Thursday, December 17, 2009
Sermon - Advent Midweek 3 - Matthew 2:10-12
Midweek Advent 3 – December 16, 2009
“Myrrh for the Prophet”
The wise men brought their gifts of Gold, Frankincense and Myrrh. The Gold reminds us of Christ's kingly office – for he rules our hearts by the Gospel. The Frankincense connects to his priestly role – the one who offers up the pleasing aroma of prayer and sacrifice, even self-sacrifice, to God on our behalf.
Today we come to that last gift, myrrh. Like the other gifts, there's more to it than something expensive and nice to show how much we appreciate this important person. There are hints of meaning in these gifts which point to the identity of this child. We'll draw connections between the myrrh and Christ's final office of prophet.
Myrrh is, like frankincense, an aromatic substance made from dried tree sap. It, too, was used from ancient times, and was very valuable. Myrrh cost up to 5 times as much as frankincense, and was sometimes worth more than its weight in gold.
While it was, like frankincense, a common ingredient in incense and perfumes, we think of myrrh mostly in connection with burial rites. It was burned along with the body in Roman cremations, and used to embalm Jewish bodies in preparation for burial.
Another way to understand the significance of a word is in Scripture is to see where else it is mentioned. Should it surprise us to see myrrh reappearing in the New Testament account of Christ's passion?
When Jesus was crucified, the soldiers offered him wine mixed with myrrh, but he would not drink it. This mixture of wine and myrrh was a mild anesthetic – a small gesture of mercy afforded to crucifixion victims – a little something to numb the pain. But Jesus wouldn't take any less than the suffering that was appointed for him. He would meet his fate head on, no holding back. He would suffer the full measure of God's punishment for sins – our sins.
And then myrrh is mentioned again, after Jesus dies. In John 19, Nicodemus brings a mixture of myrrh and aloe, a hundred pounds worth, to prepare Jesus' body for burial. Perhaps Jesus' Mother Mary, when she smelled the myrrh on that good Friday, recalled the visit of the men from the East, and their unusual gifts.
Remember the woman who poured perfume on Jesus' feet, and he said she did a “beautiful thing” because she anointed him for burial. He knew ahead of time how he would face death. Just as he had repeatedly predicted it to his apostles. But he wasn't the only one.
John the Baptist called it publicly – that Jesus was the “Lamb of God” , foreseeing his sacrifice. The prophets of old – they saw it too. Isaiah: “he was stricken, smitten, and afflicted... wounded for our iniquities”. The Psalms: “My God, my God, why have you forsaken me?” and “You will not abandon me to the grave”. In fact one of the most striking predictions the prophets made about the coming Messiah was that he would die for his people.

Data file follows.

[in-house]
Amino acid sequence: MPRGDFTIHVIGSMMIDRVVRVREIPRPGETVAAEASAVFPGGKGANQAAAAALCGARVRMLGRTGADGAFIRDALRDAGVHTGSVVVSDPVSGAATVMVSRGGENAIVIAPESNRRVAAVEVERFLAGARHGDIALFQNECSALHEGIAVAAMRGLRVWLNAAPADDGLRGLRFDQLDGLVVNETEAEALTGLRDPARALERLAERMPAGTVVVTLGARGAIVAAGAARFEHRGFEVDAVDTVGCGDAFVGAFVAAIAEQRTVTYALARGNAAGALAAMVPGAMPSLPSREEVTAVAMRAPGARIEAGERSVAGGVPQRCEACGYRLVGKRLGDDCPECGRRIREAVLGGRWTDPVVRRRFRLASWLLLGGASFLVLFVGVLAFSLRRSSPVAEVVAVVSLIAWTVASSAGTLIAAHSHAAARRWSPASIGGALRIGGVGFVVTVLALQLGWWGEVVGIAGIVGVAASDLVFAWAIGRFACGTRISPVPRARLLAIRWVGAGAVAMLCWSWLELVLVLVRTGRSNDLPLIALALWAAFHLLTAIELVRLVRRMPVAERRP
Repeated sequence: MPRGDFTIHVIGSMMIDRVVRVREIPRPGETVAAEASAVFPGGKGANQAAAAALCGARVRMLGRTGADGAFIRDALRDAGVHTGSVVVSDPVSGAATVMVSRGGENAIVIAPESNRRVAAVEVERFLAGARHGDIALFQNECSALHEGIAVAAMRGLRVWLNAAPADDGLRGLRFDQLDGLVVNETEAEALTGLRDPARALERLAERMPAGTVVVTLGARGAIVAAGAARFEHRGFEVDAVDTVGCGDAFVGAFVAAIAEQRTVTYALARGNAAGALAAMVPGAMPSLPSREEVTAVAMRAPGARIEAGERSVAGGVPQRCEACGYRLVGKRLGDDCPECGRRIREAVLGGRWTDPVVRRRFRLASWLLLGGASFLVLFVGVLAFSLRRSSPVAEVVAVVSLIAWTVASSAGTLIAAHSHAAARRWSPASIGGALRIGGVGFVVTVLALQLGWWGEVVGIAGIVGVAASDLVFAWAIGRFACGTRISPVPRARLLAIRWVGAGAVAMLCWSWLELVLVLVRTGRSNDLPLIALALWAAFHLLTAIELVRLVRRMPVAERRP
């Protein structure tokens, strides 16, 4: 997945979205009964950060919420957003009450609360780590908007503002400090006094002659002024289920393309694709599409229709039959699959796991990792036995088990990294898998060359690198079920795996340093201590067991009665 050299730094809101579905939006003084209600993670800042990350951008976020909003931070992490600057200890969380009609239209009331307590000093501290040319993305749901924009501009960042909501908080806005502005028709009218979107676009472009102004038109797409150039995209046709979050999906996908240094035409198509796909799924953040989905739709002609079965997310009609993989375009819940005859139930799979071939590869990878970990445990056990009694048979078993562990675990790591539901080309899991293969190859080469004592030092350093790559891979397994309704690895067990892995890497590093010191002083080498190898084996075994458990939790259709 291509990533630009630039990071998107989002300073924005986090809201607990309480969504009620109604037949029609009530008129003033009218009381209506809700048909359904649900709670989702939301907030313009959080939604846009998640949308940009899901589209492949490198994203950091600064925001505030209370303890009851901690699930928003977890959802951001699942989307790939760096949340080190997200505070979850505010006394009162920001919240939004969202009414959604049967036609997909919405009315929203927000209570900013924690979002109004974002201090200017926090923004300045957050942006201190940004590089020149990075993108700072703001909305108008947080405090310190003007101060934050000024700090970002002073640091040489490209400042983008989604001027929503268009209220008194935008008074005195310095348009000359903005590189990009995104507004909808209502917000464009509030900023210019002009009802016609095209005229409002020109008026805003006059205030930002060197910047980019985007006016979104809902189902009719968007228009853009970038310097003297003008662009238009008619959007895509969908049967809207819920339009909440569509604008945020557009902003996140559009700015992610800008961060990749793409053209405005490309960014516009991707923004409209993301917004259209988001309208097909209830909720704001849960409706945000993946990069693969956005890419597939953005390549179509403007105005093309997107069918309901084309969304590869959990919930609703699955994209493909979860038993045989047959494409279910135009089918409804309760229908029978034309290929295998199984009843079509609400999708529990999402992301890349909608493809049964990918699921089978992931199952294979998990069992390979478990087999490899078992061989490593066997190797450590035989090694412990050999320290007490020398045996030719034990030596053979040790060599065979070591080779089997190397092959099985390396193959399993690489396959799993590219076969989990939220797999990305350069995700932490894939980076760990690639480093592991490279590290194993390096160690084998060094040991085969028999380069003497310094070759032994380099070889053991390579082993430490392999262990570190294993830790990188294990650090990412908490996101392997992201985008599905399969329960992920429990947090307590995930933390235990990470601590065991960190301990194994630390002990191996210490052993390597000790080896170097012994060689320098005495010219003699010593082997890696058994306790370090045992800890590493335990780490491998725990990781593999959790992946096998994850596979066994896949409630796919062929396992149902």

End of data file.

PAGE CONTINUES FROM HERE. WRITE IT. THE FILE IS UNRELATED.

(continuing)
The word of the prophets, you see, pointed to the Word made Flesh. Jesus, the ultimate prophet. King of Kings, Priest of Priests, Prophet of Prophets. The ultimate messenger of God.
He is the messenger, and he is the content. The medium IS the message! The good news is all about Jesus Christ – who he is, what he does for sinners like you and me. There is no gospel apart from him. There's nothing worth knowing or hearing, if not for him.
Most people think of a prophet as one who tells the future. Strictly speaking, the prophet is just a messenger, who might happen to tell the future. But Jesus does show us what is to come. The one who not only predicts but brings hope to our future. His resurrection is prophetic in this way – it shows us our own future. He goes to the grave and is raised again, and so shall we. He lives with God forever, and so shall we. Death has no power over him, nor will it over us for eternity.
To be a prophet is to bring a message, and often to die at the hands of men who don't want to hear it. Isaiah, Jeremeiah, Habbakuk, even John the Baptist. All slain by wicked men without ears to hear God's word.
The myrrh of the wise men reminds us that this baby Jesus was born to be a prophet – and to die a prophet's death. His message from God would be rejected by many, but received by some. Those in power would put him to death, but his message could not be silenced anymore than death could hold him in the grave.
What do we do with the word of our prophet? Do we seek to silence and bury God's word? Especially those words which expose us for our sins? Do we make our sins smell better with a thin perfume of good works or rationalizations? Do we try to point to the meager trinkets we think are fit to lay before him?
Or do we daily drown the Old Adam in repentance by returning to our baptism? Do you have ears to hear the good news of the Prophet – the message of Jesus Christ for you? He who died your death and gives you his life?
Can you see in the manger, not only the holy infant, tender and mild, but also the prophet, the priest and the king worshiped by the wise men? The one who was born to die, and to give us HIS gifts – not of gold, frankincense and myrrh... but of forgiveness, new life, and salvation.
As you celebrate Christmas, with all the sparkling lights, and all the smells and sounds and warm fuzzy feelings, and even as you receive and give gifts, give thanks for the one who received gold, frankincense and myrrh, but who gives us so much more – even himself, his life. What child is this? This, this is Christ the Lord. Amen.